Posts Tagged ‘television’

Does America Now Like Soccer? Yesterday’s Ratings Hint at it

July 2, 2014  |  Media Week  |  No Comments

Yes, that's it for the U.S. in the World Cup, but we went out with a bang: ESPN boasted its second-highest rating ever for a soccer match with a whopping 9.6 rating (people are all watching this during the middle of the day, so from your boss, shame on you, and, from the networks, thank you). Univision generated a 1.8 (representing 2.4 million viewers). The latter's streaming video didn't crack under the strain of its mammoth viewership (ESPN had a brief outage during the Germany Algeria match two days ago, but that still reached 1.7 million concurrent viewers) with a new high watermark of 1.8 million. It helps Univision's streaming numbers in particular that its digital service is free and unauthenticated ( until midnight , at least). The contest has been a major moment for U.S. soccer fandom, which in recent years hasn't exactly been an area of major focus and concern for marketers. But the 2014 contests have been a huge attention-getter for brands including sponsors like Visa, Coke, Adidas and Sony; and other johnny-come-latelies capitalizing on whatever meme they can attach to their brand at the time of a given game (check out our handy compendium of waffle jokes from yesterday, for example). Ruling the rapid-response promo roost, however, has been ESPN, which started off with an over-the-top Kiefer Sutherland paean to America (never mind that Sutherland is Canadian) and came out yesterday with this gem: The Americans lost, but still: USA! USA! USA! Strictly in terms of TV and digital viewership, of course.

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SAG-AFTRA, Companies Extend Contract Another 24 Hours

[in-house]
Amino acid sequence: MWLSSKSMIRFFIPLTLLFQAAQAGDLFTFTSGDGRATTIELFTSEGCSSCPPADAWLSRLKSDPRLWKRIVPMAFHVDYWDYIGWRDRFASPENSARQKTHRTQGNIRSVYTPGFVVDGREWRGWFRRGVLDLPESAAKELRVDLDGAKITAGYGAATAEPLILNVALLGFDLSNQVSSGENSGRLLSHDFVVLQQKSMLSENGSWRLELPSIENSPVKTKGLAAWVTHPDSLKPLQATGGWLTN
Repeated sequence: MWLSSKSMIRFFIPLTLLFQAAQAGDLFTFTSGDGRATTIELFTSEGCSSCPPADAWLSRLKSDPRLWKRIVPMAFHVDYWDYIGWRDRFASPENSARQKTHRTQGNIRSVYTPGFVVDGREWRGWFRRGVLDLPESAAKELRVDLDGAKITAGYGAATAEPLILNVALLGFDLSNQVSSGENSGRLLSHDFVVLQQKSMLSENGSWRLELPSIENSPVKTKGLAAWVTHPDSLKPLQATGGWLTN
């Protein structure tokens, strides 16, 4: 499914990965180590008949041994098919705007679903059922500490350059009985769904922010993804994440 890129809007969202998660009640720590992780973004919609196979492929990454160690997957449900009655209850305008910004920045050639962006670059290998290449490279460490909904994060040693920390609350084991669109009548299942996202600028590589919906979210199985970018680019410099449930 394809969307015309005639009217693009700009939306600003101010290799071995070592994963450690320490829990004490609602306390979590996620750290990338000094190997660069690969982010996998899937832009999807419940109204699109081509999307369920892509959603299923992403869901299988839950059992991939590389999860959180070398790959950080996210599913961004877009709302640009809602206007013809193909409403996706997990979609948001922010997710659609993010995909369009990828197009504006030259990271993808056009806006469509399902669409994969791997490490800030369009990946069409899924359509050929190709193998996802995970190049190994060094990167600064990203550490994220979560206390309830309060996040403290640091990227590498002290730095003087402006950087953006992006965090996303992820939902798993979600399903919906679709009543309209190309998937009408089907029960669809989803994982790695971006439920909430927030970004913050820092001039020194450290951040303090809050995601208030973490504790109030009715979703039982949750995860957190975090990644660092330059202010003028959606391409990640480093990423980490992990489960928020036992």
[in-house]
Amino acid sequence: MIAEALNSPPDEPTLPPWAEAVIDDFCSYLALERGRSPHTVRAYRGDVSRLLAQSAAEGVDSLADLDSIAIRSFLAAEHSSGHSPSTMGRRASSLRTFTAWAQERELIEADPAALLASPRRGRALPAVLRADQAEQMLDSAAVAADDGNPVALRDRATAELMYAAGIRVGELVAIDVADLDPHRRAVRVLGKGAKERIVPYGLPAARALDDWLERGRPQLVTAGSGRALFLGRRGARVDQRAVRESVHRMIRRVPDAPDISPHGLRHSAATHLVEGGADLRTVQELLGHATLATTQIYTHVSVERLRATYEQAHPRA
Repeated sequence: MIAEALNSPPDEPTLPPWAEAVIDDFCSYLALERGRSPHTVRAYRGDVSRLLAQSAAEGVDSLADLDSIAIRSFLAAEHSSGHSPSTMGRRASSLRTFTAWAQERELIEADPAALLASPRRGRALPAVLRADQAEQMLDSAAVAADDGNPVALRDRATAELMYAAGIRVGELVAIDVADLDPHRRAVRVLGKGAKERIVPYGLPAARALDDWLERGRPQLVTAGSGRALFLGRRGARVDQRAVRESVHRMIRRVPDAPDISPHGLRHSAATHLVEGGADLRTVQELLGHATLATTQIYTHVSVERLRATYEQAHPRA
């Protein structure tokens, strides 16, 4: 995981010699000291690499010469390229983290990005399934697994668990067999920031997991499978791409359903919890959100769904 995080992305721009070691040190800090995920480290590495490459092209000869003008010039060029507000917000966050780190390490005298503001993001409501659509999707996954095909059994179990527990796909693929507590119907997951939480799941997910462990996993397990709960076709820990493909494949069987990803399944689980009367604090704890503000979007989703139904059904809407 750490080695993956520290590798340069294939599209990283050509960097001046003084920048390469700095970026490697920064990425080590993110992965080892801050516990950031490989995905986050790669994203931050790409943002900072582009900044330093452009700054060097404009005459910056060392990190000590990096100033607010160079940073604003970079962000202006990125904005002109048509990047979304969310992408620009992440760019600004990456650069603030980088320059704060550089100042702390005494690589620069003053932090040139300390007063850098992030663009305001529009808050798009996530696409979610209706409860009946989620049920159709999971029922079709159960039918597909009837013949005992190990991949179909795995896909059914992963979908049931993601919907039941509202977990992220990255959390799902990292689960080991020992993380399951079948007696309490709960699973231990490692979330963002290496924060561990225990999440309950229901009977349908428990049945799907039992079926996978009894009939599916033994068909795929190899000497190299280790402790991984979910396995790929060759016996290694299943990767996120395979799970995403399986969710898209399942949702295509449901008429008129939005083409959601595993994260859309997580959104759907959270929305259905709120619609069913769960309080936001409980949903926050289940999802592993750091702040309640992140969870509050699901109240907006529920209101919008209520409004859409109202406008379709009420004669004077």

July 2, 2014  |  Variety  |  No Comments

For a second day in a row, SAG-AFTRA and the Alliance of Motion Picture and Television Producers have agreed to extend the current TV and movie contracts for 24 hours. The deals had been set to expire at midnight tonight. As with Monday night, the union and the producers made the joint announcement less than... Read more

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Community Is Getting Its Six Seasons (No Movie Yet)

June 30, 2014  |  Media Week  |  No Comments

Well, that was close. Sony's offbeat sitcom Community, canceled at the very last minute by NBC, has been renewed at the very last minute (a few hours before contracts with Sony were set to expire, in fact) by Yahoo Screen . Thirteen episodes of the sitcom will air on Yahoo starting in the fall. At the Digital Content NewFronts this year, companies like Yahoo, YouTube and Crackle were voluble about a commitment to premium content; now Yahoo, at least, will be able to say that, like Netflix, it has a sitcom with huge cult appeal (albeit some very low live viewership ) and, unlike Netflix, it's selling ad inventory against that show. Community essentially lived on goodwill and fandom for five years on NBC; after two consecutive half-season orders (during which time the network inexplicably pitted the geeky comedy against the Death Star of geeky comedies, CBS's unbeatable nerdfest The Big Bang Theory), NBC president Bob Greenblatt finally pulled the plug. Showrunner and creator Dan Harmon was initially blas